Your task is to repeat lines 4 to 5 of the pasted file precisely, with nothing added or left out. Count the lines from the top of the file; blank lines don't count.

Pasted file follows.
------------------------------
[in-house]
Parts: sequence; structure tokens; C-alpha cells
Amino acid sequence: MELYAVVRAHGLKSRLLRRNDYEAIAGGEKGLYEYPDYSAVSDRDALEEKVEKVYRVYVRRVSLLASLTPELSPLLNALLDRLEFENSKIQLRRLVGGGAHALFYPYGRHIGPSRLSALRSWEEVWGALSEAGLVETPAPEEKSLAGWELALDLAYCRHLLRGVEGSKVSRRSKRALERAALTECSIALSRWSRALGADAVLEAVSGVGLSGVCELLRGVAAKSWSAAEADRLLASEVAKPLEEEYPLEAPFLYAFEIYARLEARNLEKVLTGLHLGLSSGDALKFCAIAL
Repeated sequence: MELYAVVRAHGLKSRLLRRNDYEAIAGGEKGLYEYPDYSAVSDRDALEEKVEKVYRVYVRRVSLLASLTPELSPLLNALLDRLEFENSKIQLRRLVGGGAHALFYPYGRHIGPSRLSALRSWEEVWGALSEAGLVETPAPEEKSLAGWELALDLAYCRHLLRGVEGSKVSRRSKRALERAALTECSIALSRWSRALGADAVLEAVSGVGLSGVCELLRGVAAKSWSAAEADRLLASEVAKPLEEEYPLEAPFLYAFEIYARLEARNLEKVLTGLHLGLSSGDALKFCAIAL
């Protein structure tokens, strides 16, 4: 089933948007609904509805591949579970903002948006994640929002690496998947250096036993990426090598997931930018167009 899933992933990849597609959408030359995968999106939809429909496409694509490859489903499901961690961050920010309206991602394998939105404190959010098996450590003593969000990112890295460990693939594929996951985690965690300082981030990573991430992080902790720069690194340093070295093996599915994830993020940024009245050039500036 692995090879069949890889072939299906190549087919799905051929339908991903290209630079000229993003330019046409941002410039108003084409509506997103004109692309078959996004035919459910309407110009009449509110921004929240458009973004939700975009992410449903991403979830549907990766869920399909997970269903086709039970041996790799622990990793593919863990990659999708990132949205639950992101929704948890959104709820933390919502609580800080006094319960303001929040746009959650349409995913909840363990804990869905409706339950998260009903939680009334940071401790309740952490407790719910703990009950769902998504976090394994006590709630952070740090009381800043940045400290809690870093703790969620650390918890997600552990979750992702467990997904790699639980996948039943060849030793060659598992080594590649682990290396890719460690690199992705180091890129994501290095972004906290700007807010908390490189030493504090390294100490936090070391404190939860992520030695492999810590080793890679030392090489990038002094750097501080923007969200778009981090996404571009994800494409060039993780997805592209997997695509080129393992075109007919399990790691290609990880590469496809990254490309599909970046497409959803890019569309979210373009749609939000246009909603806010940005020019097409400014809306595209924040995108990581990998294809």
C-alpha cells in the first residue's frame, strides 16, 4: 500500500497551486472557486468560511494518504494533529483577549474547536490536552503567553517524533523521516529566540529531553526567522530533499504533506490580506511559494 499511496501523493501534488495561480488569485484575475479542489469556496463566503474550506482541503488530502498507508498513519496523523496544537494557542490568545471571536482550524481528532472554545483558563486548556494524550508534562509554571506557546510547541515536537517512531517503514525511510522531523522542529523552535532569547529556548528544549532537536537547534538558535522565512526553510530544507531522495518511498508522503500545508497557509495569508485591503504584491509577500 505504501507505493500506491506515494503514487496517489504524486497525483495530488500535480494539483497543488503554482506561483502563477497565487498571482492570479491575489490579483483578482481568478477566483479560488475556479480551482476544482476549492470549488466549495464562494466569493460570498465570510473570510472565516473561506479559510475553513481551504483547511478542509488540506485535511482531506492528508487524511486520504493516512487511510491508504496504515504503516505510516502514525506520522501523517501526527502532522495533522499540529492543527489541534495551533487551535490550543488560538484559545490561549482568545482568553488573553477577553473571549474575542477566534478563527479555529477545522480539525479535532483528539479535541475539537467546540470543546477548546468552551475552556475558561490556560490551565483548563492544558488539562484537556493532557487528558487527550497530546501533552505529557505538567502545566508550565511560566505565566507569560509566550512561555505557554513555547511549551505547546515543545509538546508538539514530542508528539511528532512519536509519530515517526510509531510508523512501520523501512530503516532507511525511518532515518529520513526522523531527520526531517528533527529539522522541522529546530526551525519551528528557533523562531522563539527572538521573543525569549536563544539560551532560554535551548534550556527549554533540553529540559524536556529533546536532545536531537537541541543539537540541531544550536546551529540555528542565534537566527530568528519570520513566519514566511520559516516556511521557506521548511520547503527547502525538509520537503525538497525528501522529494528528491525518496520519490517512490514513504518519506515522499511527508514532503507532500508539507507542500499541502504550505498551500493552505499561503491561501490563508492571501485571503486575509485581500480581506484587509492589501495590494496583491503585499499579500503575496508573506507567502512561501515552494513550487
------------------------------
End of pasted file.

Repeated sequence: MELYAVVRAHGLKSRLLRRNDYEAIAGGEKGLYEYPDYSAVSDRDALEEKVEKVYRVYVRRVSLLASLTPELSPLLNALLDRLEFENSKIQLRRLVGGGAHALFYPYGRHIGPSRLSALRSWEEVWGALSEAGLVETPAPEEKSLAGWELALDLAYCRHLLRGVEGSKVSRRSKRALERAALTECSIALSRWSRALGADAVLEAVSGVGLSGVCELLRGVAAKSWSAAEADRLLASEVAKPLEEEYPLEAPFLYAFEIYARLEARNLEKVLTGLHLGLSSGDALKFCAIAL
């Protein structure tokens, strides 16, 4: 089933948007609904509805591949579970903002948006994640929002690496998947250096036993990426090598997931930018167009 899933992933990849597609959408030359995968999106939809429909496409694509490859489903499901961690961050920010309206991602394998939105404190959010098996450590003593969000990112890295460990693939594929996951985690965690300082981030990573991430992080902790720069690194340093070295093996599915994830993020940024009245050039500036 692995090879069949890889072939299906190549087919799905051929339908991903290209630079000229993003330019046409941002410039108003084409509506997103004109692309078959996004035919459910309407110009009449509110921004929240458009973004939700975009992410449903991403979830549907990766869920399909997970269903086709039970041996790799622990990793593919863990990659999708990132949205639950992101929704948890959104709820933390919502609580800080006094319960303001929040746009959650349409995913909840363990804990869905409706339950998260009903939680009334940071401790309740952490407790719910703990009950769902998504976090394994006590709630952070740090009381800043940045400290809690870093703790969620650390918890997600552990979750992702467990997904790699639980996948039943060849030793060659598992080594590649682990290396890719460690690199992705180091890129994501290095972004906290700007807010908390490189030493504090390294100490936090070391404190939860992520030695492999810590080793890679030392090489990038002094750097501080923007969200778009981090996404571009994800494409060039993780997805592209997997695509080129393992075109007919399990790691290609990880590469496809990254490309599909970046497409959803890019569309979210373009749609939000246009909603806010940005020019097409400014809306595209924040995108990581990998294809």